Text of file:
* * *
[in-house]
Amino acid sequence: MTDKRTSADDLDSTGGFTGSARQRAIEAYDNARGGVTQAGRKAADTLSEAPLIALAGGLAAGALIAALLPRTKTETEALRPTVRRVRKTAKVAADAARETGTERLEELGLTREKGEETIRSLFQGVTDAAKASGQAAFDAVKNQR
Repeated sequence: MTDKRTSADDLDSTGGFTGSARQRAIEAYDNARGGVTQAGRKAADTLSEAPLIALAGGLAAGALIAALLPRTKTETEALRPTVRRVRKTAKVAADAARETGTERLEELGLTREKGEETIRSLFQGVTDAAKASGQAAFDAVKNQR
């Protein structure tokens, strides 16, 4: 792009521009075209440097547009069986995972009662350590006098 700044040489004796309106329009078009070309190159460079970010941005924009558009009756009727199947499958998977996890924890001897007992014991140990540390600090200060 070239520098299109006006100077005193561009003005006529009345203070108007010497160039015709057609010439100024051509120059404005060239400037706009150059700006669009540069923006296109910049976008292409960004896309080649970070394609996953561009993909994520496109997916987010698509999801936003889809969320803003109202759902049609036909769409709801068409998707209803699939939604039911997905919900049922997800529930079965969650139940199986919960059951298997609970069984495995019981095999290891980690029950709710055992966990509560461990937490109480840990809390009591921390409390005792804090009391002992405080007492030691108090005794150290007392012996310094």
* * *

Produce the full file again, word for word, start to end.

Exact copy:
[in-house]
Amino acid sequence: MTDKRTSADDLDSTGGFTGSARQRAIEAYDNARGGVTQAGRKAADTLSEAPLIALAGGLAAGALIAALLPRTKTETEALRPTVRRVRKTAKVAADAARETGTERLEELGLTREKGEETIRSLFQGVTDAAKASGQAAFDAVKNQR
Repeated sequence: MTDKRTSADDLDSTGGFTGSARQRAIEAYDNARGGVTQAGRKAADTLSEAPLIALAGGLAAGALIAALLPRTKTETEALRPTVRRVRKTAKVAADAARETGTERLEELGLTREKGEETIRSLFQGVTDAAKASGQAAFDAVKNQR
């Protein structure tokens, strides 16, 4: 792009521009075209440097547009069986995972009662350590006098 700044040489004796309106329009078009070309190159460079970010941005924009558009009756009727199947499958998977996890924890001897007992014991140990540390600090200060 070239520098299109006006100077005193561009003005006529009345203070108007010497160039015709057609010439100024051509120059404005060239400037706009150059700006669009540069923006296109910049976008292409960004896309080649970070394609996953561009993909994520496109997916987010698509999801936003889809969320803003109202759902049609036909769409709801068409998707209803699939939604039911997905919900049922997800529930079965969650139940199986919960059951298997609970069984495995019981095999290891980690029950709710055992966990509560461990937490109480840990809390009591921390409390005792804090009391002992405080007492030691108090005794150290007392012996310094």